a–e, Powder XRD pattern of various catalysts: a, fresh LaH3 (blue), LaN (red) and Ni/LaN (green) bulk; b, fresh (green) and used (purple) Ni/LaN bulk; c, fresh LaN nanoparticles (NPs; red) and used Ni/LaN NPs (blue); d, Ni/ScN bulk; e, Ni/YN bulk.
a–d, Atom-resolved HR-TEM image of LaN regions in fresh (a, b) and N-deficient (c, d) Ni/LaNV along the (111) (a, c, d) and (001) (b) directions. The inset of a shows the corresponding crystal structure of LaN along the (111) direction. The inset of b shows the (001) direction of LaN. La and N atoms are represented as grey and blue balls, respectively. e, HR-TEM images and EDX mapping results for Ni(12.5 wt%)/LaN nanoparticles after 100 h of reaction. f–j, SEM and corresponding EDX analysis of fresh (f) and used (g–j) Ni(5 wt%)/LaN bulk after 100 h of reaction. Reaction conditions: catalyst, 0.1 g; WHSV, 36,000 ml gcat−1 h−1; 400 °C, 0.1 MPa.
a–f, AES spectra for N (a, d), La (b, e) and Ni (c, f), for fresh Ni/LaN, H2-pretreated Ni/LaNV and used Ni/LaN. Panels a–c (left) compare the spectra between fresh Ni/LaN and H2-pretreated Ni/LaNV; d–f compare the spectra between fresh and used Ni/LaN. To determine the location of VN, Ar plasma was used to etch the sample surface during the AES measurement (a–c, right). After Ar spattering, the N content became almost the same as that in the LaN bulk, showing that the VN were generated only on the surface of LaN. By contrast, the signals of La remained largely unchanged between the surface and the bulk. The change in the Ni concentration was obvious because it was deposited only on the surface of LaN (c). The depth composition variation of used Ni/LaN bulk shows that the N peak (about 387 eV) also remains largely unchanged after reaction (d), demonstrating that the surface VN generated in situ should be occupied by N2 molecules during ammonia synthesis. La and Ni peaks also remains largely unchanged after reaction (e, f).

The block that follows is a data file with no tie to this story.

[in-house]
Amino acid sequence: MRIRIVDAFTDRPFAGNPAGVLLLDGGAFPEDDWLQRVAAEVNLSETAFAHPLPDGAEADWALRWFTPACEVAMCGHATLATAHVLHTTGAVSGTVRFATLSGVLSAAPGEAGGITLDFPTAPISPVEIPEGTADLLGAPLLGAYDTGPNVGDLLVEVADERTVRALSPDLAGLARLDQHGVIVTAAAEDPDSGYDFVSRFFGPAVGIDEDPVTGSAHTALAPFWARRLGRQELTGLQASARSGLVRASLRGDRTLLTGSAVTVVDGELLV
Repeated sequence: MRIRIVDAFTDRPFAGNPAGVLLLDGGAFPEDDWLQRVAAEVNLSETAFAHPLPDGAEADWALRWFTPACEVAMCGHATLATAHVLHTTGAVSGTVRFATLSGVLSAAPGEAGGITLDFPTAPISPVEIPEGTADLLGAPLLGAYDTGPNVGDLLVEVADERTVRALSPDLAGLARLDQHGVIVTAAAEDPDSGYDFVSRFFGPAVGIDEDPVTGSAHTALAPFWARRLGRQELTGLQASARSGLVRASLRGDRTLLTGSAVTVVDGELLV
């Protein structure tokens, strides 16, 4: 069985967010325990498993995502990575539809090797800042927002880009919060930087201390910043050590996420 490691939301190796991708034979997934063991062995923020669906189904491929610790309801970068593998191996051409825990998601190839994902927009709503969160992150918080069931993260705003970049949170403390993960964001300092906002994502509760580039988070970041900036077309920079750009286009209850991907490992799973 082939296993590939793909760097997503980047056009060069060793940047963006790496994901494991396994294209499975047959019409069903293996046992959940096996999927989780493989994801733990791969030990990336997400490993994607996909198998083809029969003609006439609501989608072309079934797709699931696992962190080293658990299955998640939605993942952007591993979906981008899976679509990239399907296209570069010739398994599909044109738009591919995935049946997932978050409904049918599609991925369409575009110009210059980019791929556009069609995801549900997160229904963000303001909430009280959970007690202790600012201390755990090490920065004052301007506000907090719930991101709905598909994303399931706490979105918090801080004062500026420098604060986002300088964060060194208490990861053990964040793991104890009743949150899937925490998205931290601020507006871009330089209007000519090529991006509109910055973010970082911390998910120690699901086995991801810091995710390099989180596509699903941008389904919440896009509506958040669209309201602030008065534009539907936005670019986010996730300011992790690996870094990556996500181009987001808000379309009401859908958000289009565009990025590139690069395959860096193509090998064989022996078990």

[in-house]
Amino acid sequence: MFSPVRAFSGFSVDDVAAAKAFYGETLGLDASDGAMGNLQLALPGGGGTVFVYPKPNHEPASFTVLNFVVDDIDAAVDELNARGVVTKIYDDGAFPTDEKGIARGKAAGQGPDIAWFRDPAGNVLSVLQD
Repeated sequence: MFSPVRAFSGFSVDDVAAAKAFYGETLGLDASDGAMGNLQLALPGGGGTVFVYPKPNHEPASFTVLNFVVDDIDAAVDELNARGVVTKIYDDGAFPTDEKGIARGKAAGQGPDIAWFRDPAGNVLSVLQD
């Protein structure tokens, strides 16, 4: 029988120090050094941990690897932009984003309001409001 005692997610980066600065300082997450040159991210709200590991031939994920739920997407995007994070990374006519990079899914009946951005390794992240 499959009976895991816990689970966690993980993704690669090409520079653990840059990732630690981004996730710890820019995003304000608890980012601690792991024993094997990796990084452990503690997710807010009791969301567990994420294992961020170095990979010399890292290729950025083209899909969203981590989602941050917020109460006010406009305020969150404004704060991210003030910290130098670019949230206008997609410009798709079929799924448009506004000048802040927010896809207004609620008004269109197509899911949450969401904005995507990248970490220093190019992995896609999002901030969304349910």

a–d, Ammonia synthesis activity over Ni/LaN bulk (a, b) and Ni/LaN NPs (c, d), with various amounts of Ni loading. e, Time course of ammonia synthesis over different batches of Ni/LaN NPs and Ni/LaN bulk catalysts. f, Pressure dependence of the ammonia synthesis activity over Ni/LaN NPs. g, h, TPD profile (g) and Raman spectrum (h) for used Ni/LaN bulk after 100 h of reaction. i, Ammonia synthesis activity over various metals supported on LaN bulk catalysts. Ni(C5H5)2, Fe2(CO)9, Co2(CO)8 and Ru3(CO)12 were used as Ni, Fe, Co and Ru precursors, respectively. Error bars in a–d, f and i represent the standard deviation from three independent measurements. Reaction conditions: catalyst, 0.1 g; WHSV, 36,000 ml gcat−1 h−1; 340−400 °C, 0.1−0.9 MPa.
Extended Data Fig. 7 Comparison of activities and H2 temperature-programmed reduction with different nitride-supported Ni.
a, Ammonia synthesis activity and VN formation energies over various nitride-supported Ni catalysts. Error bars represent the standard deviation from three independent measurements. Reaction conditions: catalyst, 0.1 g; WHSV, 36,000 ml gcat−1 h−1; 400 °C, 0.1 MPa. b, Cumulative amount of NH3 generated over various nitride-supported Ni catalysts under pure H2 as a function of time. c, H2 temperature-programmed reduction (TPR) profiles for various nitride-supported Ni catalysts.
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Ye, T., Park, S., Lu, Y. et al. Vacancy-enabled N2 activation for ammonia synthesis on an Ni-loaded catalyst. Nature 583, 391–395 (2020). https://doi.org/10.1038/s41586-020-2464-9
Journal of the American Chemical Society (2020)